First Published: 2017-09-14

Israel to document 'miracle' of Hebrew language
While Zionists present resurgence of Hebrew language as proof of ancient commitment to Israel, some forget great debt owed to Arabic.
Middle East Online

Orthodox Jews read copy of Hebrew Bible at a refugee camp at Hashid in British Colony of Aden, Yemen - March 3, 1949.

TEL AVIV - The bespectacled man with two pens in his shirt pocket and a black skullcap atop grey hair points to his computer screen and explains an epic project spanning generations.

Gabriel Birnbaum, 66, is a senior researcher helping document and define every Hebrew word ever -- from ancient texts such as the Dead Sea Scrolls to the contemporary novels of Israeli literary figures like Amos Oz.

It is a mammoth task under way since 1959, and even though a milestone has been reached on the digital project, there are still many years to go.

Called the Historical Dictionary Project at Israel's Academy of the Hebrew Language, it will serve as an invaluable resource for scholars, writers and linguists.

But it will also act as an anchor for Hebrew, the ancient language revived in spoken form in the 19th century after some 1,700 years.

Hebrew's resurgence was a significant enterprise in the European project to colonise Arab Palestine and form a Jewish state, which was achieved in 1948 with the ethnic cleansing of 700,000 Christian and Muslim Palestinians from their homeland and the formation of modern-day Israel.

Work completed on the dictionary so far is already available to the public online.

For Birnbaum, who has been working for the project for about 13 years and is charged with writing dictionary entries for the words, the project's researchers "understand that we do something very important for the Jewish people".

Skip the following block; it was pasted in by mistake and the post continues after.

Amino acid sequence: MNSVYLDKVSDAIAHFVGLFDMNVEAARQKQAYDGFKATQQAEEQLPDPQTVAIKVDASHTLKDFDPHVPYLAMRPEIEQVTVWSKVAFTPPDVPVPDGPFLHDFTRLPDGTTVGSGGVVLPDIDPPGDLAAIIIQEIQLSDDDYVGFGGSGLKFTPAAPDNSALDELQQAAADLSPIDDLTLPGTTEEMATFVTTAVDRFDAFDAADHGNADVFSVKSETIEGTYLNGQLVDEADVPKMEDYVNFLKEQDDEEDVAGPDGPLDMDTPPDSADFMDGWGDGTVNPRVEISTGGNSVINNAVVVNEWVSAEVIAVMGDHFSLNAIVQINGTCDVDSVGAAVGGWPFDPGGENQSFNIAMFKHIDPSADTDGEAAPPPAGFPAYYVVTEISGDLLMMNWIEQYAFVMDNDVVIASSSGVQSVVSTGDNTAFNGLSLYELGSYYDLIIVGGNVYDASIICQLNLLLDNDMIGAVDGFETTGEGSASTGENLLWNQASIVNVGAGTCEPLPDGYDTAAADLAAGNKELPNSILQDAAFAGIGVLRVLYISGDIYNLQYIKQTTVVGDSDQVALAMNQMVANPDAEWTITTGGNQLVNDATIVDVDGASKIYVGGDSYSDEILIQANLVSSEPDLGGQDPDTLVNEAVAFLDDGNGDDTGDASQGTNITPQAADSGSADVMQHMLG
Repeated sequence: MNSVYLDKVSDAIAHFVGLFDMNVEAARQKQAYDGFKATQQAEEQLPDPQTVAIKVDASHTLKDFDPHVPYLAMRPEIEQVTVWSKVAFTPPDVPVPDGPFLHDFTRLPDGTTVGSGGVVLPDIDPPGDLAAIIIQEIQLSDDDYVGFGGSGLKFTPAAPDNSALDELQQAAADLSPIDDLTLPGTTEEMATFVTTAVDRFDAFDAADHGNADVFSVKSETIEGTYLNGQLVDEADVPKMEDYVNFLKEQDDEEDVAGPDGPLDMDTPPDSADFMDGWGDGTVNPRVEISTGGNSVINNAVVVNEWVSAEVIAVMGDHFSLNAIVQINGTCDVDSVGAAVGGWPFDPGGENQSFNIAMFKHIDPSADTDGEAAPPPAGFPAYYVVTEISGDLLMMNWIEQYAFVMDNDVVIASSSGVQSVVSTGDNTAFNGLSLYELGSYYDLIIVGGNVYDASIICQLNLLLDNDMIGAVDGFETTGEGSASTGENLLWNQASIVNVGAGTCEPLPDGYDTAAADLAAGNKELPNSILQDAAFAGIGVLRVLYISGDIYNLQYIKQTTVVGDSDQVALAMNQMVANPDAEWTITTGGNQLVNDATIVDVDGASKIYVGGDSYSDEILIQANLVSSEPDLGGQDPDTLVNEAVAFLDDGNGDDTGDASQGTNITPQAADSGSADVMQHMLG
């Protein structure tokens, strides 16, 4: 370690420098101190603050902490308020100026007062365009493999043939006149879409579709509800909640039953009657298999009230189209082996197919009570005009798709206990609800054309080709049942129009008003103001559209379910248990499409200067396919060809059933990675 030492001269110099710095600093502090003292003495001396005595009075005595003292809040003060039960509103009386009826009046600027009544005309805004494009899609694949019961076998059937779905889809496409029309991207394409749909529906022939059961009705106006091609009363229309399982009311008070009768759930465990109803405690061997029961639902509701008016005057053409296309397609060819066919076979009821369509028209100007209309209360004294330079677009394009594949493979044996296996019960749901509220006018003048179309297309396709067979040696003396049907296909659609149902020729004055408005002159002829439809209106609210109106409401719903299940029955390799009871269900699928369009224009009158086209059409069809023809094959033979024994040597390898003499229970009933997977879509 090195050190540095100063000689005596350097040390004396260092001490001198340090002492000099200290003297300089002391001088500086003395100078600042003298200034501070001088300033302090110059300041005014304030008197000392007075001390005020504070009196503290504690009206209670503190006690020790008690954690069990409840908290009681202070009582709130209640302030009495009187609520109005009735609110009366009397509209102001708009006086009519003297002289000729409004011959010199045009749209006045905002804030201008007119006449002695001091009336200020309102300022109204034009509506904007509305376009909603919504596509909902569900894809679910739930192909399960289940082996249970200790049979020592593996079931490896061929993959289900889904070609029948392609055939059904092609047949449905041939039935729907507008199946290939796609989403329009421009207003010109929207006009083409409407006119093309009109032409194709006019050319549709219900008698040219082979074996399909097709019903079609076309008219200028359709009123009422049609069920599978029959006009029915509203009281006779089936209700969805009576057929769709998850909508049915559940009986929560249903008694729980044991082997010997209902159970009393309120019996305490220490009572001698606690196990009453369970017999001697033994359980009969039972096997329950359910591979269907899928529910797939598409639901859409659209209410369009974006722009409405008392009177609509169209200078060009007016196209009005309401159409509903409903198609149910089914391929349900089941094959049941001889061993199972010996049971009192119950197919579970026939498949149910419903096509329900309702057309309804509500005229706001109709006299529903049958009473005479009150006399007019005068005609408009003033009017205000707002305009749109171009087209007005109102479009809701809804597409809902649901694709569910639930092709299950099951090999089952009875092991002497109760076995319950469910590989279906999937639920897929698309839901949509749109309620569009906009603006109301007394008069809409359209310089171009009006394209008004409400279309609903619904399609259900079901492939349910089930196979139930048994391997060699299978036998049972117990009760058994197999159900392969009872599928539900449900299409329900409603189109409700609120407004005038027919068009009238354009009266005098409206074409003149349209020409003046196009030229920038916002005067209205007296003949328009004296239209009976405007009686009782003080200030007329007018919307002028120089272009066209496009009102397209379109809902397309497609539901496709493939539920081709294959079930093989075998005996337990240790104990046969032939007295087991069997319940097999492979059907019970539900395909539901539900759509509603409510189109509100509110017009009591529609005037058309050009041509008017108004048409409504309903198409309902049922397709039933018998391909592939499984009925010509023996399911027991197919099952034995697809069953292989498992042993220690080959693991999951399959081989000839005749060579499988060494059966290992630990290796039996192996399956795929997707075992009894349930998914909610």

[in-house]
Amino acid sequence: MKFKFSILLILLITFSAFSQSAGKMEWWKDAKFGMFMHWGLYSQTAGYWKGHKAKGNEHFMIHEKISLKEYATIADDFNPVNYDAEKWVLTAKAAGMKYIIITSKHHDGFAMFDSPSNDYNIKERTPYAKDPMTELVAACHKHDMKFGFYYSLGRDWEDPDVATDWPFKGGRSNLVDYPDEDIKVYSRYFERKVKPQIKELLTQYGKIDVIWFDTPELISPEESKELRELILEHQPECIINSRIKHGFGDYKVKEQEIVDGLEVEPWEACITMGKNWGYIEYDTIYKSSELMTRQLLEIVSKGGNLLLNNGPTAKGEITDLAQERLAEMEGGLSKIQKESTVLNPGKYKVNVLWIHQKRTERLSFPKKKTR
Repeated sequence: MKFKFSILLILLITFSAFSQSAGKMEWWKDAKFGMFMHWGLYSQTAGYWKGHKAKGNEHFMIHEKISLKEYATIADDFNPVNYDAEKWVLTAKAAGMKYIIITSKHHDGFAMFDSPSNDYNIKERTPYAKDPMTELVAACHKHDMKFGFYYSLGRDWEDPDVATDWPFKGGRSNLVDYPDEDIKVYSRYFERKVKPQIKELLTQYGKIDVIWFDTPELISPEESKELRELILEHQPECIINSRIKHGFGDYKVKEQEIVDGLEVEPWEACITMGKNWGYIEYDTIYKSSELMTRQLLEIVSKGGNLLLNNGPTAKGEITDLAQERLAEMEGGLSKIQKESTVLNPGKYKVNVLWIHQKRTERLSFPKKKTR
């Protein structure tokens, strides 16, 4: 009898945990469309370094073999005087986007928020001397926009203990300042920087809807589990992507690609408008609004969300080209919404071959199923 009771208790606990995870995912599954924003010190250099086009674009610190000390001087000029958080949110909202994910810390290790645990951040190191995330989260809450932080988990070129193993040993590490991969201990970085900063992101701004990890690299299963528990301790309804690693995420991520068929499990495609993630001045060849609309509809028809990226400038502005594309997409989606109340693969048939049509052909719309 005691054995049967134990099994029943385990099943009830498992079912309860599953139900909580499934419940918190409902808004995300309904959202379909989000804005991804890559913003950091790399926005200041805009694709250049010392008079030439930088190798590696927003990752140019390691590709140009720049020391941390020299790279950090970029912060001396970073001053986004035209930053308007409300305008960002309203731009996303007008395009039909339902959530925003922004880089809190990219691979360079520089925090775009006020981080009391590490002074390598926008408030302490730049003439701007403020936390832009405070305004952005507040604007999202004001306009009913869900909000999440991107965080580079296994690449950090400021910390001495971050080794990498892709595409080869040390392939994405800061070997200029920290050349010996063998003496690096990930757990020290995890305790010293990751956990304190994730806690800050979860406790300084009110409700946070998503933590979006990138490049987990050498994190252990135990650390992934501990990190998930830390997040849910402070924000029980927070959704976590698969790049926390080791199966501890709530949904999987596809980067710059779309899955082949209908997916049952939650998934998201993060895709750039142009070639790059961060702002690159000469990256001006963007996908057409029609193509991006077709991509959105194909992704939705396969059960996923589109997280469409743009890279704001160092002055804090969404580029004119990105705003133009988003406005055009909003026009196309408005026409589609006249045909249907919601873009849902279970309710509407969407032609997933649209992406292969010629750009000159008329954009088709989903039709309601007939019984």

"For linguistics in general also, because it's a huge linguistic project in itself," he added.

At his book-lined office at the project's headquarters in Jerusalem, he clicked through to various entries.

The Hebrew word for table, for example, brought up almost 3,000 occurrences, including from the Bible's Book of Exodus in a section where God tells Moses to create a tabernacle.

But it is not all business for Birnbaum.

Another tab on his browser was open to a song by Leonard Cohen, the late musician whose songs include references to Jewish tradition. Birnbaum is a big fan.

- A dramatic revival -

While such historical dictionaries exist for other languages -- perhaps most notably the monumental Oxford English Dictionary -- Hebrew's status may give the project added importance.

Earlier incarnations of the language were spoken by ancient Jewish communities in Palestine, where the modern Zionist state of Israel is located today.

As Jews were forced into exile, Hebrew as a spoken language began to fade, though it remained in use in written form as a liturgical language and occasionally for commerce.

After some 1,700 years, it was revived in the late 19th century as part of the push by European Zionist Jews to colonise the land of Palestine and create modern-day Israel, the 'Jewish State'.

It is now an official language of Israel and is considered history's sole example of such a dramatic revival.